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Review: Spirit: Stallion of the Cimarron

Spirit: Stallion of the Cimarron is possibly the most disturbing animated film ever made.

Spirit: Stallion of the Cimarron
Photo: DreamWorks Pictures

Possibly the most disturbing animated film ever made, Spirit: Stallion of the Cimarron tells the sexed-up story of an untamed, anatomically-incorrect mustang torn between his love for his family, his girlfriend and the English-speaking Native Americans that seek to tame him with tender-loving care. As if reacting to their inability to speak, the horses in this politically-correct western wonderland are so prone to excessive neighing and head shaking they must be itching for a Disney corral. Just as Spirit slips n’ slides into the world, a quick stare n’ lick at his glowing mother insinuates both a cryptic Oedipal complex and an insatiable oral fixation. One silly graphic-match and cross fade later (Spirit’s freedom is evoked via fabulous shadow play), Spirit is all grown up and galloping through the prairie with his best friend, the great American bald eagle. Silence is golden in Spirit though filmmaker-insecurity seemingly cripples what little subtlety lies past the film’s hamfisted horizon whenever a bored Matt Damon gives a voice to the horse’s inner-human spirit with pointless, “well, duh” narration. Once Spirit meets Little Creek, his Native American kindred spirit, this hokey toon for leftist tots posits an idyllic long-lost West tamed by what could easily be mistaken for Abraham Lincoln’s animal incarnation. For a freedom fighter, Spirit is a hardcore traditionalist—he scoffs at the blue paint worn by the film’s Native Americans and the pre-marital horseplay of two young ponies. Still, it’s refreshing to hear Spirit acknowledge the pervasive sense of inter-special sexual energy when his Damon voices contempt for Little Creek’s love-struck relationship with Rain, the rambunctious horse’s prospective mare girlfriend. Spirit and Rain date oh-so cute (he says he wants to share his “homeland” with her) in a forest amid gently flowing water and falling rose petals possibly left over from some lost animated version of Bonnie Tyler’s “Total Eclipse of the Heart” video. Spirit should pacify curious young kids wary of American history but what about all those mommies and daddies who’ve taken Amtrak across the Great Plains and know deep down inside that a few Spirits had to die in order to pave the way for the Northern Pacific railroad? Sure, Spirit may know the meaning of sacrifice and he can certainly cut a mean beeline across cliffs yet everything feels extra-maudlin when set to bloodcurdling anthems from Bryan Adams.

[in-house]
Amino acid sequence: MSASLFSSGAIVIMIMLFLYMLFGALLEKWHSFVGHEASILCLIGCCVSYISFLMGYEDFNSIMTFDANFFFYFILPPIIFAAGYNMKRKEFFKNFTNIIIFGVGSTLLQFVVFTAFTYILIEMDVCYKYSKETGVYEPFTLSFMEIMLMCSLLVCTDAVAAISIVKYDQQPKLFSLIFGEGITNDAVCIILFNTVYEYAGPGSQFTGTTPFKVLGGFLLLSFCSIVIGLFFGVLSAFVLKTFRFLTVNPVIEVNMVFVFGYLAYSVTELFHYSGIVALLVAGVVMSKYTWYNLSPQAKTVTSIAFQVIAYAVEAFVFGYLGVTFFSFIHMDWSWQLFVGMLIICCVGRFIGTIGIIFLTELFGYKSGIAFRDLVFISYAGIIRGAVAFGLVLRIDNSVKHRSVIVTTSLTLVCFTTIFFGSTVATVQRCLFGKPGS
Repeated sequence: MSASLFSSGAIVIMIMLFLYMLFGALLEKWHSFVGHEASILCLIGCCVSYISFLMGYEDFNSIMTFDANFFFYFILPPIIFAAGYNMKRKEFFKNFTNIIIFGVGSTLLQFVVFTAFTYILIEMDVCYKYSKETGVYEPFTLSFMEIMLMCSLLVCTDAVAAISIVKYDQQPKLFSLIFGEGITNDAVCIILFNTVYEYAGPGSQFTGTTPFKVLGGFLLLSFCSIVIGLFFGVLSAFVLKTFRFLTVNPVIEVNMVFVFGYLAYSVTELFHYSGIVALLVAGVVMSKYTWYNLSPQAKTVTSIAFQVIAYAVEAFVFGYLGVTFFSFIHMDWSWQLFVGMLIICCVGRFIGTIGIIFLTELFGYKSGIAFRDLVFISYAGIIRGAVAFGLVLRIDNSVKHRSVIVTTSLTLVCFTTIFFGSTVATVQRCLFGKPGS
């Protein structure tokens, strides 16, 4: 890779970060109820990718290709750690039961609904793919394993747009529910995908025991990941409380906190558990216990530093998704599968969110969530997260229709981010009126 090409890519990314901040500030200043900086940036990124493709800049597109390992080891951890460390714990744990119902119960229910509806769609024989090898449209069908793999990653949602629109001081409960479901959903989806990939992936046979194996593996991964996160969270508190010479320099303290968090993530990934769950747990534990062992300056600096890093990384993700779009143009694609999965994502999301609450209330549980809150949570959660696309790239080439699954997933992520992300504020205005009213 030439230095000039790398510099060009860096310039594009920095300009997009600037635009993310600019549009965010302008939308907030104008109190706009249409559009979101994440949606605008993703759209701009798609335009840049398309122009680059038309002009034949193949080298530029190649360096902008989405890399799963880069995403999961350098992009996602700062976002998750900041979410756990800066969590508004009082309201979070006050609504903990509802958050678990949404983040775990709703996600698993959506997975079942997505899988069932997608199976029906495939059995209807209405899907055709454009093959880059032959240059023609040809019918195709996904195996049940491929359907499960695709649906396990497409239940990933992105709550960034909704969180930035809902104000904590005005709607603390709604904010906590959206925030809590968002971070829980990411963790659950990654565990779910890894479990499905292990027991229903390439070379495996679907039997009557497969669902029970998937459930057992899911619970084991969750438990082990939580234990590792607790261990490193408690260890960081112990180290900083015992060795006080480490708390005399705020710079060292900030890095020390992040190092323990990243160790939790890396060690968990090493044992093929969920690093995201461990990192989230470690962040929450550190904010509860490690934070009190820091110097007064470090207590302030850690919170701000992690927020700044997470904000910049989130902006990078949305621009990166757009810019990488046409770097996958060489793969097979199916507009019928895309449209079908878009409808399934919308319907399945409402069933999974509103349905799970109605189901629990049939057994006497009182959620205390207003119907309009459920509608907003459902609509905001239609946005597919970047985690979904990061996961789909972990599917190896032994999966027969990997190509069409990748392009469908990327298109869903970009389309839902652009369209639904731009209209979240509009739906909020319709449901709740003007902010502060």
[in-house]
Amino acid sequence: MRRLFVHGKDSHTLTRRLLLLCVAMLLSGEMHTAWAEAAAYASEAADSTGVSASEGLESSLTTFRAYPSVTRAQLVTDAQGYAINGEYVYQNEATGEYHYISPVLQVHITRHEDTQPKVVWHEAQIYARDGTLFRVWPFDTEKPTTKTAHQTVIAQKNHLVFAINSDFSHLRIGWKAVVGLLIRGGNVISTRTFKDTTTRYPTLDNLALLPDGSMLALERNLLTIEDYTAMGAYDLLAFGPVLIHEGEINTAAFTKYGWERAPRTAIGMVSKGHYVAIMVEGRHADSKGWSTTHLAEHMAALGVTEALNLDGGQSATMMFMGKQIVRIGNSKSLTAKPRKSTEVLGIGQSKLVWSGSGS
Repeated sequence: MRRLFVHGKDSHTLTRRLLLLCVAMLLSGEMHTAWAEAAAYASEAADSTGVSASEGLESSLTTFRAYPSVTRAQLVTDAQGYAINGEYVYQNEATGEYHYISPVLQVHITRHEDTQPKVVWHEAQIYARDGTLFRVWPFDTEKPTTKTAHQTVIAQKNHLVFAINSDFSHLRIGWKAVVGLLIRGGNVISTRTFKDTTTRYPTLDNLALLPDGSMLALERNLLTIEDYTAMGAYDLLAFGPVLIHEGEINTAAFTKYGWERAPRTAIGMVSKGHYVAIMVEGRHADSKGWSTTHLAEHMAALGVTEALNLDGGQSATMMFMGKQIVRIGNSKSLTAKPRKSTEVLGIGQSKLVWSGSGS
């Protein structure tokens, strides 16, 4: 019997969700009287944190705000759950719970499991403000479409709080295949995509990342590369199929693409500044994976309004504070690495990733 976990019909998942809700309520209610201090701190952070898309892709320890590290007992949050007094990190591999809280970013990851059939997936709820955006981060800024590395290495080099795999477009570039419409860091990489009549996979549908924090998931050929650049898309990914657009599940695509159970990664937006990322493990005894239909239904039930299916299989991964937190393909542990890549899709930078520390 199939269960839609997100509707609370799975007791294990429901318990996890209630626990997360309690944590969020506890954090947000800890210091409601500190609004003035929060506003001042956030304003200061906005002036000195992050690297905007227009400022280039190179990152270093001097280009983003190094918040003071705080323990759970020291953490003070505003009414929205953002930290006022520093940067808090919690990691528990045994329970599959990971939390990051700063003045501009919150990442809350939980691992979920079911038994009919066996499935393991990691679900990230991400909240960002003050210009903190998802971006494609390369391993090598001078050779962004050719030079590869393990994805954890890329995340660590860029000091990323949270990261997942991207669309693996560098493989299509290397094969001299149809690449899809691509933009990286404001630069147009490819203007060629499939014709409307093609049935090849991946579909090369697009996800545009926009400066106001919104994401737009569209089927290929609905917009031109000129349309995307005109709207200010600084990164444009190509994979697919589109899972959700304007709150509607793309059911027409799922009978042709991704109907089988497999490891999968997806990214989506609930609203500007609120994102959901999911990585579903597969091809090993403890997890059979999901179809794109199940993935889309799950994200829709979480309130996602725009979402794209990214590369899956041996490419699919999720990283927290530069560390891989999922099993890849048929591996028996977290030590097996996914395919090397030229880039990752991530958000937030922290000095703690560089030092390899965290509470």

Cast: Matt Damon, James Cromwell, Daniel Studi Director: Kelly Ashbury, Lorna Cook Screenwriter: John Fusco Distributor: DreamWorks Pictures Running Time: 82 min Rating: G Year: 2002 Buy: Video, Soundtrack

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